(1 Cor. 9:24-27) Outstanding is the illustration of the olive tree, with its warning against complacency and its admonition to Christians to perform sacred service to God with their power of reason.—Rom. 11:13-32; 12:1, 2.
Jesus’ half-brother James nicely wove into his writing common circumstances of daily life, referring to a man looking in a mirror, the bridle of a horse, the rudder of a ship, and so forth, to drive home spiritual truths. (Jas. 1:23, 24; 3:3, 4) Peter and Jude drew heavily on earlier inspired writings for incidents to illustrate the message that they were moved by holy spirit to convey. All these fine illustrations, directed by the spirit of God, serve their purpose toward making God’s Word the Bible a living book.
A Roman province with varying boundaries that roughly corresponded to what is today western Yugoslavia on the Adriatic Sea. Numerous low islands lie parallel to the coast of this region, and behind the pleasant, long and narrow coastal plain rises a chain of rugged mountains. A harsh climate prevails in the dry, stony plateau constituting most of this mountain chain.
After three years of fighting, Emperor Tiberius completely subdued the Dalmatians in 9 C.E., and Dalmatia, Iapydia and Liburnia became the Roman province of Illyricum. The name of the southern portion, “Dalmatia,” eventually came to designate the entire province.
At Romans 15:19 the apostle Paul speaks of preaching in a circuit “as far as Illyricum.” Whether the original Greek is to be understood to mean that Paul actually preached in or merely up to Illyricum cannot be established with certainty.
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Any representation or likeness of a person or thing.—Matt. 22:20.
Whereas references to images in the Bible frequently relate to idolatry, this is not always the case. God, in creating man, said first, “Let us make man in our image, according to our likeness.” (Gen. 1:26, 27) Since God’s Son stated that his Father is “a Spirit,” this rules out any physical likeness between God and man. (John 4:24) Rather, man had qualities reflecting or mirroring those of his heavenly Maker, qualities that positively distinguished man from the animal creation. (See ADAM.) Though in the image of his Creator, man was not made to be an object of worship or veneration.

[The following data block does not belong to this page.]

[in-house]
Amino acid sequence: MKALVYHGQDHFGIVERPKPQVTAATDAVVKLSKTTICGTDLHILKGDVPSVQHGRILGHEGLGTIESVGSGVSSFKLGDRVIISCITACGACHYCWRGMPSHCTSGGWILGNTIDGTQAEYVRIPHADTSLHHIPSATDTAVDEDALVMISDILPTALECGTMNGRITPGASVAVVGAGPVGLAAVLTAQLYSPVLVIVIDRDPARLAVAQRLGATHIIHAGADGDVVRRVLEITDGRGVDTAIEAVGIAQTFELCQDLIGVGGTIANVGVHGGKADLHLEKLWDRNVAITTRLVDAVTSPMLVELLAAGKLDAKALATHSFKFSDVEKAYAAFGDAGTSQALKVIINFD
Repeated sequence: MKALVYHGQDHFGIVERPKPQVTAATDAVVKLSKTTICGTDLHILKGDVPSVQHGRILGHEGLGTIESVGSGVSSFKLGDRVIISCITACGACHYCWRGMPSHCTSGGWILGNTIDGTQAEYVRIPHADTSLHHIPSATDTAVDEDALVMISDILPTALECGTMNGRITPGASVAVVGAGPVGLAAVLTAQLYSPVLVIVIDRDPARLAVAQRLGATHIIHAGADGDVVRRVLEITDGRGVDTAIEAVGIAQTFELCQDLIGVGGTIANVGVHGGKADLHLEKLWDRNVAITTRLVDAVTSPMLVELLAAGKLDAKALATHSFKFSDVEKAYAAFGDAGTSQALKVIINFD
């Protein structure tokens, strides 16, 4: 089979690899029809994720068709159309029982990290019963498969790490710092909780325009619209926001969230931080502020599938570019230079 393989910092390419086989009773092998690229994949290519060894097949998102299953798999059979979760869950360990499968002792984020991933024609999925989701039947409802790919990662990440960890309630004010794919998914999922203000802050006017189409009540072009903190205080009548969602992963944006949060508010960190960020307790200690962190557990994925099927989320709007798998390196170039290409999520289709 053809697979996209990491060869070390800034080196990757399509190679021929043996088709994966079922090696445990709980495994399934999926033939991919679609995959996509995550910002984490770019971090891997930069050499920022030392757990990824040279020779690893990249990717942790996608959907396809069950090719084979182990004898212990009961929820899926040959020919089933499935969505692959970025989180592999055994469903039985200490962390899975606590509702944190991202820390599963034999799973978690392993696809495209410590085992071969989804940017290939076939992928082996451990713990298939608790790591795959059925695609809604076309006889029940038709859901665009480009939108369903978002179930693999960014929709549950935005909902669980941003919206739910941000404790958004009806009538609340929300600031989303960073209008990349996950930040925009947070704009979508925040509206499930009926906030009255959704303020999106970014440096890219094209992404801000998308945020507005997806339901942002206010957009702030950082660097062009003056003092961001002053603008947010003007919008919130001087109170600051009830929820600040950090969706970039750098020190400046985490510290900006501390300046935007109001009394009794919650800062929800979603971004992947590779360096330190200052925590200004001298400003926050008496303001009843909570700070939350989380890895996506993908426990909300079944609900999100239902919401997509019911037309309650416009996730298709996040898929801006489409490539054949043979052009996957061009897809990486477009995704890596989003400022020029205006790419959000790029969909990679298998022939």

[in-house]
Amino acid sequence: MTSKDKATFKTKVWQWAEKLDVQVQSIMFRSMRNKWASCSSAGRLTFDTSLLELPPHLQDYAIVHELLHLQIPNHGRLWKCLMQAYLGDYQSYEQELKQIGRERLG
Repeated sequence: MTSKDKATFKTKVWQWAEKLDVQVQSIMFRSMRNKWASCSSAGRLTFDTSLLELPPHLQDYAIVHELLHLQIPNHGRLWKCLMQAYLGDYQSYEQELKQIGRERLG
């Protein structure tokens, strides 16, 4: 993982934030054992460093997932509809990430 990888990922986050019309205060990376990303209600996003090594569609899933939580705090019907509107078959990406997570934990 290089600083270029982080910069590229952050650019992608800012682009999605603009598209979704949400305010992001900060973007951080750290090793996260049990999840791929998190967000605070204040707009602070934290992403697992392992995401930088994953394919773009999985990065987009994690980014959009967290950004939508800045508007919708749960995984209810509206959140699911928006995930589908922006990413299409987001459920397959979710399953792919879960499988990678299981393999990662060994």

Even as Adam’s own son Seth (born to him in his imperfection, however) was in Adam’s “likeness, in his image” (Gen. 5:3), Adam’s likeness to God originally identified him as God’s earthly son. (Luke 3:38) Despite man’s fall to imperfection, the fact of mankind’s originally having been made in God’s image was cited after the Noachian flood as the basis for the divine law authorizing humans to serve as executioners in putting murderers to death. (Gen. 9:5, 6; see AVENGER OF BLOOD.) In Christian instructions concerning feminine head covering, Christian men were told they ought not to wear such a covering, since the man “is God’s image and glory,” while the woman is man’s glory.—1 Cor. 11:7.
God’s firstborn Son, who later became the man Jesus, is in his Father’s image. (2 Cor. 4:4) Inasmuch as that Son was obviously the one to whom God spoke in saying, “Let us make man in our image,” this likeness of the Son to his Father, the Creator, existed from the start of the Son’s creation. (Gen. 1:26; John 1:1-3; Col. 1:15, 16) When on earth as a perfect man, he reflected his Father’s qualities and personality to the fullest extent possible within human limitations, so that he could say that “he that has seen me has seen the Father also.” (John 14:9; 5:17, 19, 30, 36; 8:28, 38, 42) This likeness, however, was certainly heightened at the time of Jesus’ resurrection to spirit life and his being granted “all authority . . . in heaven and on the earth” by his Father, Jehovah God. (1 Pet. 3:18; Matt. 28:18) Since God then exalted Jesus to “a superior position,” God’s Son now reflected his Father’s glory to an even greater degree than he had before leaving the heavens to come to earth. (Phil. 2:9; Heb. 2:9) He is now the “exact representation of [God’s] very being.”—Heb. 1:2-4.
All anointed members of the Christian congregation are foreordained by God to be “patterned after the image of his Son.” (Rom. 8:29) Christ Jesus is their model, not only in their life pattern, as they follow in his footsteps and imitate his course and ways, but also in their death and resurrection. (1 Pet. 2:21-24; 1 Cor. 11:1; Rom. 6:5.) Having borne the earthly “image of the one made of dust [Adam],” as spirit creatures they thereafter bear “the image of the heavenly one [the last Adam, Christ Jesus].” (1 Cor. 15:45, 49) During their earthly life, they are privileged to “reflect like mirrors the glory of Jehovah” that shines to them from God’s Son, being progressively transformed into the image conveyed by that glory-reflecting Son. (2 Cor. 3:18; 4:6) God thereby creates in them a new personality, one that is a reflection or image of His own divine qualities.—Eph. 4:24; Col. 3:10.
Certain objects, formed in the image of plants, flowers, animals, and even of cherubs, were made at Jehovah’s command and hence were proper. While serving as symbolic representations in connection with God’s worship, they themselves were given no veneration or worship, as in the matter of prayer or sacrifice. In this regard, see IDOL, IDOLATRY.